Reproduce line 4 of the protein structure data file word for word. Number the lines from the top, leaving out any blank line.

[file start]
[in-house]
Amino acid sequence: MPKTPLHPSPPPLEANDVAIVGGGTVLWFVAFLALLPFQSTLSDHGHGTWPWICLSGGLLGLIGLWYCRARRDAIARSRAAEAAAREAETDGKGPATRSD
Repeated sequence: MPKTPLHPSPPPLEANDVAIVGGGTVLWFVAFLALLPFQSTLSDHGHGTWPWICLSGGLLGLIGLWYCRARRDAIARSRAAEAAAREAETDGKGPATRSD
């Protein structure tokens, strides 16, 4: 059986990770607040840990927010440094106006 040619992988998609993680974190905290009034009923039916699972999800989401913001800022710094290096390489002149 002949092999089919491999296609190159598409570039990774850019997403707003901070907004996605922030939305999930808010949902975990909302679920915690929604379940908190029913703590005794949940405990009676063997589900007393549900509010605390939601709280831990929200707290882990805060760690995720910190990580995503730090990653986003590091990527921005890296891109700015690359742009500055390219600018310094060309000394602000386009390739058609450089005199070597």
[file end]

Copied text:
């Protein structure tokens, strides 16, 4: 059986990770607040840990927010440094106006 040619992988998609993680974190905290009034009923039916699972999800989401913001800022710094290096390489002149 002949092999089919491999296609190159598409570039990774850019997403707003901070907004996605922030939305999930808010949902975990909302679920915690929604379940908190029913703590005794949940405990009676063997589900007393549900509010605390939601709280831990929200707290882990805060760690995720910190990580995503730090990653986003590091990527921005890296891109700015690359742009500055390219600018310094060309000394602000386009390739058609450089005199070597």